Dr. Rick Franza, Professor of Management at the Hull College of Business, discusses a different, timely business topic each Monday in this column. This week, he talks about the importance of networking and peer groups. The interview has been edited for clarity and impact.
ABD: We just held our successful business networking event, the ABD Spring Expo, last week. Why is networking important for businesses?
Rick: Too often, people see networking as a direct vehicle for the benefits they can get from it, but I see it as an indirect benefit, too. Building a network allows you to help others – it’s not just what can this person do for me. I’ve always thought of myself as a connector. I don’t always know the answer, but I’ll know a person who does. I like to connect people. That’s a way people get to trust you.
A lot of networking is just being interested in other people. People make the mistake of thinking it’s only what’s in it for me, but it’s about learning more about people. Part of it is just being better informed on things because our experience is usually narrow.
ABD: In the definition of being interested in people, it seems that anytime you’re around people you have a networking opportunity.
Rick: For example, I was at a Braves playoff game a few years ago and I heard two young men behind me talking about Notre Dame, my alma mater. I began talking to them and learned they’d both recently graduated from there as well. They even posted a picture on LinkedIn of the three of us, saying it was a great networking opportunity. I became friends with one of them and we both significantly expanded our networks. I’ve even used him as a mentor for my daughter as she started her career.
ABD: You mentioned that networking helps people trust you as a businessperson. How does that work?
Rick: If you work for a company or own a company, what you do networking-wise reflects on your company. People think better of you if you’re networking. You can’t really develop that trust factor without that face-to-face contact. Only so much can happen electronically.
It also plays a role in hiring good people. More of the better jobs are not advertised, it’s people asking, “Hey, do you know anybody who can…?” That’s how good jobs get filled. Part of networking is introducing good people to good people.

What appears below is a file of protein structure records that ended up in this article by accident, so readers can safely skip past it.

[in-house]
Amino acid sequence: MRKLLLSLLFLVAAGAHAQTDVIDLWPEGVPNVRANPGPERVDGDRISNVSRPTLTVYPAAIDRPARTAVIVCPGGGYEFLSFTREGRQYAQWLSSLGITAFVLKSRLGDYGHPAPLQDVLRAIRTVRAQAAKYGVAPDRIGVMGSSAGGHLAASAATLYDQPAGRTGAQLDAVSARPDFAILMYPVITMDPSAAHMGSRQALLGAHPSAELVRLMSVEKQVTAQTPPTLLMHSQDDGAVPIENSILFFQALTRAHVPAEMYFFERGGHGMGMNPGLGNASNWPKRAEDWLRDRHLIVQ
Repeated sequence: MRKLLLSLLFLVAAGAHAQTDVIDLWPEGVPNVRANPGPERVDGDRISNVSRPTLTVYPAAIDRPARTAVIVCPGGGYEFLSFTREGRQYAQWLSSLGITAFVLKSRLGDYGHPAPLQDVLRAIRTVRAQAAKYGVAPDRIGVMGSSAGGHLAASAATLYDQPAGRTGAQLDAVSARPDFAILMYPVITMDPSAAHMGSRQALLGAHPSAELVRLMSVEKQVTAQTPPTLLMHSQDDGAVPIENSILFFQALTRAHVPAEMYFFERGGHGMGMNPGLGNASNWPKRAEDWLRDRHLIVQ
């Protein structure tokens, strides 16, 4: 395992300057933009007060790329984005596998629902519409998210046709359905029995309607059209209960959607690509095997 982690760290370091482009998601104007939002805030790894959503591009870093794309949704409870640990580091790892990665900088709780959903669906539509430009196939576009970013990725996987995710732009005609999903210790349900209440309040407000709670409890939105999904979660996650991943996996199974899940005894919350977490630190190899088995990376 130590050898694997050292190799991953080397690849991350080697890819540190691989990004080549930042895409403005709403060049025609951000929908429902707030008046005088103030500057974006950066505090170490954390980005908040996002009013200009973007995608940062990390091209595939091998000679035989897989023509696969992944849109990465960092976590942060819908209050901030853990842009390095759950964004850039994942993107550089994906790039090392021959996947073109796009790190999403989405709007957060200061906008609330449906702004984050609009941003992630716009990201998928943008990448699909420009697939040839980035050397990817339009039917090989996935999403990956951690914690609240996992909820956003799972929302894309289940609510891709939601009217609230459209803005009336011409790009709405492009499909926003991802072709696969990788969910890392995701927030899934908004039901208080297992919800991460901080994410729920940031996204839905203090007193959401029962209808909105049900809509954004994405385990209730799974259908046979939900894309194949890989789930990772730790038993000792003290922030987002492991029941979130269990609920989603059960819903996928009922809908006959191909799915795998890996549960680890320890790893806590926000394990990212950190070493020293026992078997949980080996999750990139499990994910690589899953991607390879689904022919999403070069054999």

ABD: How does an event like ABD’s Spring Expo fit into networking?
Rick: Bringing a lot of people together like that is great because of the diversity of businesses represented. A lot of people there already knew each other, but also a lot didn’t, so it was both a time to re-engage and reinforce current networks and a way to develop new relationships. It was important to bring all the people who interact with ABD together – we learn about each other through the podcasts and columns, but this was a chance to connect in a personal way.
There were a lot of opportunities and different ways of networking, which was good for people who are a little more introverted. There were a lot of balls teed up for you to interact.
ABD: Often networking events are a hodge-podge of businesspeople with varying years and types of experience. But you’ve also mentioned the value of networking with peers. How is that different?
Rick: One of the things our college accreditation group does is create affinity groups for people in similar positions. In each of those groups, we meet at our conferences but also in monthly virtual meetings. We have enough things that we’re all addressing at our schools that we can talk about it. Part of peer networking is just being able to commiserate with each other about the things we’re facing. But it also gives you the chance to talk to other people about how they’ve dealt with a similar issue.
ABD: In your example of the young Notre Dame graduate you developed a friendship with, there is a significant age difference between you. How does networking with people from different age groups help?
Rick: It certainly helps both of us. For him, the most important thing is learning from someone with more experience, for me it’s learning about what motivates that generation. We have a lot of things in common, but we also think differently. Part of networking is learning how people think differently and what motivates them. It’s beneficial to make your networks wide and deep with different people. It will give you better insight.
ABD: It sounds as if networking is as much about making friends as it is gaining business.
Rick: True, trusted networks evolve into friendships. Over time, you get to know what a person’s like. If a network connection doesn’t involve some level of friendship, it will be very transactional.